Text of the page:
The features in the sprint may have been focused on a new marketing campaign or features to make it easier to get referrals, however that does not mean those achieved the outcome of 5% new customer growth. Even if you increased your referrals by 300% (another output), that does not mean you will have 5% new customer growth. Another output that might impact that outcome might be measured as percentage of customers followed-up with after initial sale. We could measure that and track it, but like the increase in referrals, just because we follow-up with 100% of customers does NOT mean that we will hit out outcome of 5% new customer growth. (Note that even the outcome we are talking about still needs more work because we don’t just want new customers, we want new customers that we retain for as long or longer than current customers – assuming we are happening with out current customer retainment. Just realize you can always peel the onion more.)

Inspection and Adaptation: The last element I’ll mention is inspection and adaptation. I like to look for ways to add agile checklist items or agile metrics that are focused on improving the checklist or metrics. This might sound a funny at first, but inspect and adapt! You know that there will be change, so build that into whatever you are creating from the start. Adding elements that are aimed at improving the agile metrics over time (adding, changing, deleting items) helps acknowledge from the beginning that there is no perfect answer.

In summary, look at the problems agile checklists or agile metrics might create and look at the concerns you might have with them, then find ways to hack the checklist against those problems.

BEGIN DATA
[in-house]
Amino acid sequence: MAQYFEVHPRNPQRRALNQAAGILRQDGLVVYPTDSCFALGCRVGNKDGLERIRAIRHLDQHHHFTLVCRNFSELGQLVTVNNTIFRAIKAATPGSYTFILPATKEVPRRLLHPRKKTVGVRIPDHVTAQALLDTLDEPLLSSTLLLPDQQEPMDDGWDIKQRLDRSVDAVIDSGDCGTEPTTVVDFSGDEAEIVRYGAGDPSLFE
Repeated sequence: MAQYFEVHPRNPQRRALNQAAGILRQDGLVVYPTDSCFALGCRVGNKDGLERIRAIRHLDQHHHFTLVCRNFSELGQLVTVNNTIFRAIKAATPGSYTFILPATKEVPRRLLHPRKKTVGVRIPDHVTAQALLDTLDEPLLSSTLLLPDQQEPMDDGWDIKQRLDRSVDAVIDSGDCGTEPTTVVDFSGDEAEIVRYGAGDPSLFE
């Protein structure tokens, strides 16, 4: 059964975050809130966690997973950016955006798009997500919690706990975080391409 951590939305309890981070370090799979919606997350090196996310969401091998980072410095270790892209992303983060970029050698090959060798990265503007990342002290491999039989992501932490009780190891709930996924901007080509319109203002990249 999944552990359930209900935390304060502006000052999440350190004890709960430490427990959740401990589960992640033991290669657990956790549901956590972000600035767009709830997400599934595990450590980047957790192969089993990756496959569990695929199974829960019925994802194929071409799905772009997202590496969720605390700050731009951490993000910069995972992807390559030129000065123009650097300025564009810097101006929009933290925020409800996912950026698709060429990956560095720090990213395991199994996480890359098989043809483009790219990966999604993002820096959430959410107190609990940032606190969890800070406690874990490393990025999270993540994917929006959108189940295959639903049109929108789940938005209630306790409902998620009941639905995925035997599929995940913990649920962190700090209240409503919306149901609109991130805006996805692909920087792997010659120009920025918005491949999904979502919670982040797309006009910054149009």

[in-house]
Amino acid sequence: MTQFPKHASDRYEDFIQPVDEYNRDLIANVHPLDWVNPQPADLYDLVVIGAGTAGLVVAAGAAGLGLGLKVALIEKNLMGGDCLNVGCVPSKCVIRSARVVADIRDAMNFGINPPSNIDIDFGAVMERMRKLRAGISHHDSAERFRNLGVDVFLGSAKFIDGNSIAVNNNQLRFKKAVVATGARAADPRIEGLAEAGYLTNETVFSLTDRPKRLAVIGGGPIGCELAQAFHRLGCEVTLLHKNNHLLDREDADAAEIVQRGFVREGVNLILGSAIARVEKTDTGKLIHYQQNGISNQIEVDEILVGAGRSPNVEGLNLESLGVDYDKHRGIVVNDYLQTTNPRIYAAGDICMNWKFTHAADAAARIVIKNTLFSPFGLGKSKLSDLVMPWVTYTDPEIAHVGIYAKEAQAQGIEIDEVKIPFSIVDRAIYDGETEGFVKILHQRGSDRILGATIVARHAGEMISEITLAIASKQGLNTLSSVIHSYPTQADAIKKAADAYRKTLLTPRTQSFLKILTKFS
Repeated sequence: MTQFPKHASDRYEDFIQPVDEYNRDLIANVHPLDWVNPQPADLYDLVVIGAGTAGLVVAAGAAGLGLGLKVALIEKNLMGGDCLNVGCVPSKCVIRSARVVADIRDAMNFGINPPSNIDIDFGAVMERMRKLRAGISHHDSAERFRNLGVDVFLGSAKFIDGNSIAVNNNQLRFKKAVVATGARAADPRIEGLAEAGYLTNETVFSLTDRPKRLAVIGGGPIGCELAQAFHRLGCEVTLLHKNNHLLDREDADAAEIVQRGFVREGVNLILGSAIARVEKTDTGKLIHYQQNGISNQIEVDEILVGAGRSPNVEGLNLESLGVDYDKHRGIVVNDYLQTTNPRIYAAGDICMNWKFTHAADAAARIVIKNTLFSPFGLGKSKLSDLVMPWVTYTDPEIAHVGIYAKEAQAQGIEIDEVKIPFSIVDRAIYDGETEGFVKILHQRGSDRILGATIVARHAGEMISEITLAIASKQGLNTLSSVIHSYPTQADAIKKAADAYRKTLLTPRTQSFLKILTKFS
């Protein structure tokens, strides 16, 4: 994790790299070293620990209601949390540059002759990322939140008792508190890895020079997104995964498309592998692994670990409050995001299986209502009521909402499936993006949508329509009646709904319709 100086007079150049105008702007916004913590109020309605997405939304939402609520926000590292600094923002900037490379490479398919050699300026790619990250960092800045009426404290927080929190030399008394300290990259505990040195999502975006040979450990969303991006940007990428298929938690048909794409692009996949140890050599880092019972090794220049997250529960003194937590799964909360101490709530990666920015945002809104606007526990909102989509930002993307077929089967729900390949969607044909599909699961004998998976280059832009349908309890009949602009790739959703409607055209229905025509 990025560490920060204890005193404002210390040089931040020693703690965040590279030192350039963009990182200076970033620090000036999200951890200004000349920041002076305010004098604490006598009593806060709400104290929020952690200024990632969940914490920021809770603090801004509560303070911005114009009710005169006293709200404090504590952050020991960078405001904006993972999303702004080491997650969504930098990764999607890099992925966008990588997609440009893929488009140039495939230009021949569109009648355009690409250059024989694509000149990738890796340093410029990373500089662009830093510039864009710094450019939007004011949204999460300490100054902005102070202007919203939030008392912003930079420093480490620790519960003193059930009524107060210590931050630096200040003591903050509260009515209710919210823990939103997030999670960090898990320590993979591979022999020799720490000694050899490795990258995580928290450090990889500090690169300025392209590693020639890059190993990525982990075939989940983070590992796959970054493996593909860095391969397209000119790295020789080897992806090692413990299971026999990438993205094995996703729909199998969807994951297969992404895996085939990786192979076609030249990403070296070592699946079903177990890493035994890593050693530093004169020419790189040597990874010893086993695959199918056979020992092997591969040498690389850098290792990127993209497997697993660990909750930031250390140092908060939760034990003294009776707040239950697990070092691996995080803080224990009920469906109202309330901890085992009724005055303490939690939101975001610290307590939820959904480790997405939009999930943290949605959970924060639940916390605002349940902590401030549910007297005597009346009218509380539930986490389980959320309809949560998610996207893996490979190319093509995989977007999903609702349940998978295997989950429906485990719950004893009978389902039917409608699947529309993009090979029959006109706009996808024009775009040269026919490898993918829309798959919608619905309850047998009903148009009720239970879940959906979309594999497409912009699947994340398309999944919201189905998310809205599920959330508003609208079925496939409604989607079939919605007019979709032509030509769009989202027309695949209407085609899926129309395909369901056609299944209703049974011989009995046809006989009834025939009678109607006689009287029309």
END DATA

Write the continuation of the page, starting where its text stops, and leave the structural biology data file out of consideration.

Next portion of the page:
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  1. Thanks Jake – great discussion on outcomes and outputs. I like OKRs in this area since you still show the outputs the team is producing, while looking at whether it moves the needle on the expected outcomes. The focus on both gives team credit for the work while trying to move away from feature factories.

    • Kevin, I was wondering if someone would bring up OKRs! OKRs are interesting, since I see people doing them different ways. If done well, they do that. But I’m also finding people just using “OKR” to do whatever they have been doing all along (that was not working). Have you run across that yet? It sounds like they have been working well for you?

Jake Calabrese

Jake Calabrese is a coach, trainer, and coach-consultant working to help organizations meet the promise of agile by going beyond agile practices to address culture challenges and help teams and leaders reach and maintain high performance. He has unique expertise as an Organization & Relationship Systems Certified Coach (ORSCC), a Certified Scrum Trainer (CST), Certified Enterprise Coach (CEC), and Professional Certified Coach (PCC), and as a trainer and coach for Agile Companies (helping non-software organizations use agile). Jake created the AgileSafari cartoon series to introduce humor into the more challenging issues we have to tackle. Jake uses ideas from various areas of thinking such as: Lean, professional coaching, neuroscience, psychology, facilitation, brain-based training, improvisation, agile, kanban, and scrum. Jake regularly speaks at local and national conferences including Mile High Agile, Scrum Gathering, and Agile Alliance Agile20xx conferences.